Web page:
My noble friend the Minister is aware of the privations which have been suffered in recent years by those retired British officers who agreed with the British Government’s request to stay at their posts after the unilateral declaration of independence in Southern Rhodesia, and again after Southern Rhodesia’s independence. Despite the British Government’s assurance at the time of the Lancaster House agreement, and by my noble friend Lord Trefgarne, who I am delighted to see in his place, that the constitution would contain full safeguards for pensions, the pensions owing to many of those pensioners by the Government of Zimbabwe have in recent years not been paid. Those involved now number between 1,200 and 1,500 people living in various countries. A debate was held in this House some years ago, introduced by Lord Waddington, during which the then Minister—the noble Lord, Lord Malloch-Brown—gave some hope that Her Majesty’s Government might give some help to those pensioners, but that help was not forthcoming. Since then, there has been much correspondence and meetings with Ministers and officials, for which the association is grateful, but so far to no avail. I hope that, even at this late stage, my noble friend the Minister will be able to offer some hope that the Government will now look seriously at every possible way—perhaps through supporting the proposed Zimbabwe public service pension fund—of alleviating the undeserved penury, and indeed, in some cases, worse, of these loyal former servants of the Crown. Many people, including myself, regard it as if not a legal obligation, a moral obligation and a debt of honour.

The noble and learned Baroness, Lady Scotland, set out her personal vision of the Commonwealth in the Romanes Lecture in Oxford a few weeks ago. It is a very remarkable agenda and the noble and learned Baroness deserves all our support in fulfilling it. I wholly endorse the remarks of my noble friend Lord Howell in saying that the noble and learned Baroness, Lady Scotland, deserves—and I am quite sure will receive—the full support of Members of this House.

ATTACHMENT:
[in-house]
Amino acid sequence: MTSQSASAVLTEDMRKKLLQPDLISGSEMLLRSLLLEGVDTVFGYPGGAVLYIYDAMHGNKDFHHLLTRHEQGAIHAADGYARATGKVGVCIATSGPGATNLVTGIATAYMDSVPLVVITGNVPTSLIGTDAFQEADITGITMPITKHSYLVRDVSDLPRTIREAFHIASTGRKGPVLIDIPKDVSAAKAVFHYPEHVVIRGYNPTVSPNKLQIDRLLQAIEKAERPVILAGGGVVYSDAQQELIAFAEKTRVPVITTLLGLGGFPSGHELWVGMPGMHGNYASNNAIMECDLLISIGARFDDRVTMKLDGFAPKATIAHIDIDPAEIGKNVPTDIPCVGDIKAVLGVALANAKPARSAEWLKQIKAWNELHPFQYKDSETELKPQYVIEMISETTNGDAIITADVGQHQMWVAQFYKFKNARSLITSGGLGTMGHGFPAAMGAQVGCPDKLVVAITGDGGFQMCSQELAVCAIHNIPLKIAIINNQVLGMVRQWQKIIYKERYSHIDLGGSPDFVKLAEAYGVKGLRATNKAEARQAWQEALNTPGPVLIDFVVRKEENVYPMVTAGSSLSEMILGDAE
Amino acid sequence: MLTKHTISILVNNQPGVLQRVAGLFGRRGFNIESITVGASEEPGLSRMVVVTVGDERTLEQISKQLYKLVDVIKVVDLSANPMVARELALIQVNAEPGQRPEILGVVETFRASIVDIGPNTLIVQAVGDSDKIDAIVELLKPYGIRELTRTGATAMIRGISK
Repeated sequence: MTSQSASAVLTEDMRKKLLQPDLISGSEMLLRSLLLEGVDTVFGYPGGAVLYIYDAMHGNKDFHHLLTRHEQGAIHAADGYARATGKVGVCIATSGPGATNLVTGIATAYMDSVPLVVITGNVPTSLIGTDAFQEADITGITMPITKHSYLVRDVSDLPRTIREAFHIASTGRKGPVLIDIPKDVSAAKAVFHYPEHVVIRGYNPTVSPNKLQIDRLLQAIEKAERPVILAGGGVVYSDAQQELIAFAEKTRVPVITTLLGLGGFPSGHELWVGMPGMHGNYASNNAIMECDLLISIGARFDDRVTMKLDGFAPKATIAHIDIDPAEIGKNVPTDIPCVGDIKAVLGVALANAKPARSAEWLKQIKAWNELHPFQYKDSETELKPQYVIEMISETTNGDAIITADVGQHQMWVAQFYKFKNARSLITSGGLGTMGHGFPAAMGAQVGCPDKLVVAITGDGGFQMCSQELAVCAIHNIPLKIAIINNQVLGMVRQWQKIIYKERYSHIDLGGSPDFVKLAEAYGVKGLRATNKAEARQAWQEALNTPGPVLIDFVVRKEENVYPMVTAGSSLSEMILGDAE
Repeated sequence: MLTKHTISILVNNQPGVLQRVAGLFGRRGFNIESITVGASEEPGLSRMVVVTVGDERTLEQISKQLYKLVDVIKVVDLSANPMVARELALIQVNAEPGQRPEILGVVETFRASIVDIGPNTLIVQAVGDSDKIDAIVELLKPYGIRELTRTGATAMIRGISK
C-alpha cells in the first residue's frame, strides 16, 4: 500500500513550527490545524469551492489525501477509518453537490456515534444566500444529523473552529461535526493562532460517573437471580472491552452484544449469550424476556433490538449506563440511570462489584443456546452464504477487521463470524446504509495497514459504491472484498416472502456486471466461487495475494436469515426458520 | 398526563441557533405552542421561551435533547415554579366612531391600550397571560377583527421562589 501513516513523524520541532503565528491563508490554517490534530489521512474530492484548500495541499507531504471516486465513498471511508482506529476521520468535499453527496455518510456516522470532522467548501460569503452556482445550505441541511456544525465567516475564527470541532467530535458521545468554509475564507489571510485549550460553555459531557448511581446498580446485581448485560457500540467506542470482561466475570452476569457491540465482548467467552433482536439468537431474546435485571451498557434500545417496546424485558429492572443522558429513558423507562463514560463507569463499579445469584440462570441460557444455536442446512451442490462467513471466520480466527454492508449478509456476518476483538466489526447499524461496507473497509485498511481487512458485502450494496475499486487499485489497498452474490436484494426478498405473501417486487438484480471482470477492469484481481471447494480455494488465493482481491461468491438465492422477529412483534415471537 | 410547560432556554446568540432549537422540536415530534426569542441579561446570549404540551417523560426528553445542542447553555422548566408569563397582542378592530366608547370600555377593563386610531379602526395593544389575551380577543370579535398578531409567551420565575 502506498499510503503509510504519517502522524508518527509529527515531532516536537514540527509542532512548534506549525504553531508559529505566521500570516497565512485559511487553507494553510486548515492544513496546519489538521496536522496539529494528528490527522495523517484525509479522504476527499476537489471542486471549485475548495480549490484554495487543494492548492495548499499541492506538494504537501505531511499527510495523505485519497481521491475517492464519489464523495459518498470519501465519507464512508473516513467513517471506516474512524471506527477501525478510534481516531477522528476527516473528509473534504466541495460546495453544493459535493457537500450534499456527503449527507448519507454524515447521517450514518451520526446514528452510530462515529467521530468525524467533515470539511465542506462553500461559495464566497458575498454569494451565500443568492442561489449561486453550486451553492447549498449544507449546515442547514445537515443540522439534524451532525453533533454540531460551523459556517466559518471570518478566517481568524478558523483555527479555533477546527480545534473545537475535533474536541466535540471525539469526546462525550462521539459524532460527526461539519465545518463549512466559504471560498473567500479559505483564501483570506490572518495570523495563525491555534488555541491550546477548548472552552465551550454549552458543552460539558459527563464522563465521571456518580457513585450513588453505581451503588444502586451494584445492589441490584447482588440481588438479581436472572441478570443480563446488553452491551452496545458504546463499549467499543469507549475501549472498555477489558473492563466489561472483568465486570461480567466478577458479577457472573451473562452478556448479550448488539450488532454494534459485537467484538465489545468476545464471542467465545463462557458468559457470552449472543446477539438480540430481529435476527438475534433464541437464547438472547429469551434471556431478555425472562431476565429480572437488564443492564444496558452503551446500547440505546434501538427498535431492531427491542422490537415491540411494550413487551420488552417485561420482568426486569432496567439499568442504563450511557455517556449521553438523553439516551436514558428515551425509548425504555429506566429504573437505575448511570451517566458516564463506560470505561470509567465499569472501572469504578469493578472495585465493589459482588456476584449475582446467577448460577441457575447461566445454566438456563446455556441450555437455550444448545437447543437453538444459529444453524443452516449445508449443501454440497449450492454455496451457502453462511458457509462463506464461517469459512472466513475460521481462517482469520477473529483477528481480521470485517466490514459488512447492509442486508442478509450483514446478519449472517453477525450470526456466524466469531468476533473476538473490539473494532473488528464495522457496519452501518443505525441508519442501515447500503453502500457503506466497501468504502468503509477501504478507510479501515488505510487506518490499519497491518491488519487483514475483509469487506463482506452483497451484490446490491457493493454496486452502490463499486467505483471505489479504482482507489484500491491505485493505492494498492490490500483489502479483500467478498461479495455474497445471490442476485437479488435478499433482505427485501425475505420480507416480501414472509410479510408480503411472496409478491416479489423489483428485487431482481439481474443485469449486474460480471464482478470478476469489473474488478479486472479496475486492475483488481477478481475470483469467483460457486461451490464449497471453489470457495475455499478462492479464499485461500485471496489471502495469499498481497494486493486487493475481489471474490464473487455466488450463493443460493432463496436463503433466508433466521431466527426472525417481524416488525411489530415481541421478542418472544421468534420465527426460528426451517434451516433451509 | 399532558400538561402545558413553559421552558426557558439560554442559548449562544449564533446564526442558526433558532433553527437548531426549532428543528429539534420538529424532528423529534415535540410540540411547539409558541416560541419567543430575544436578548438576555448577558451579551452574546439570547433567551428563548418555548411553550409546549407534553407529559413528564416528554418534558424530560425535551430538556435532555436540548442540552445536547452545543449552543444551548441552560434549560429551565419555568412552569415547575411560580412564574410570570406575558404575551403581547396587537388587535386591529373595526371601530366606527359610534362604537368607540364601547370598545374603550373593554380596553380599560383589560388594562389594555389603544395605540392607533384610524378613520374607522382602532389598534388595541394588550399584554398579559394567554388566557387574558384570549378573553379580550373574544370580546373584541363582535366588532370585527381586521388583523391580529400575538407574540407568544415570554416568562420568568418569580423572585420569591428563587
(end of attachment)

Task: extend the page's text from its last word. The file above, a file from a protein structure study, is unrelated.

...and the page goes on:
The setting up of the Commonwealth Office of Civil and Criminal Justice Reform is potentially a ground-breaking development. To share templates for legislative reform and best practice in Commonwealth jurisdictions will benefit us all. Partnerships with the judiciary, prosecutors, police, national human rights institutions, international agencies and civil society organisations will make a widespread difference. The Tackling Corruption Together conference last May showed the determination of leaders in government, civil society and business to agree on practical steps to expose and make at least a dent in corruption. Although Hong Kong is sadly no longer a member of the Commonwealth, I hope that the experience of the Independent Commission Against Corruption, which has been such an enormous success there, can be built on elsewhere. This is an immensely sensitive area and the values and qualities that the Commonwealth countries share could, if successfully applied, have great potential not only in the Commonwealth but throughout the world.

The Commonwealth has been rightly described as a network of networks—networks of states, Governments, businesses and institutions, with fluid and dynamic patterns of allegiance, alliances and friendships, linked by our shared history, language, legal systems and values. We now live in the digital age—a new network linking the millions of young people in the Commonwealth who represent a huge proportion of the population of the Commonwealth, and who will be texting and tweeting each other with ever-increasing velocity as the years go by, bringing everybody closer and closer together.

I am totally delighted that the present Government are so wholly committed to the future of the Commonwealth in the ways in which my noble friend Lady Anelay so eloquently outlined. I join other noble Lords who have spoken in the hope and belief that, in the words of Ben Okri inscribed into the stone pillar of the Commonwealth Gates:

“Our future is greater than our past”.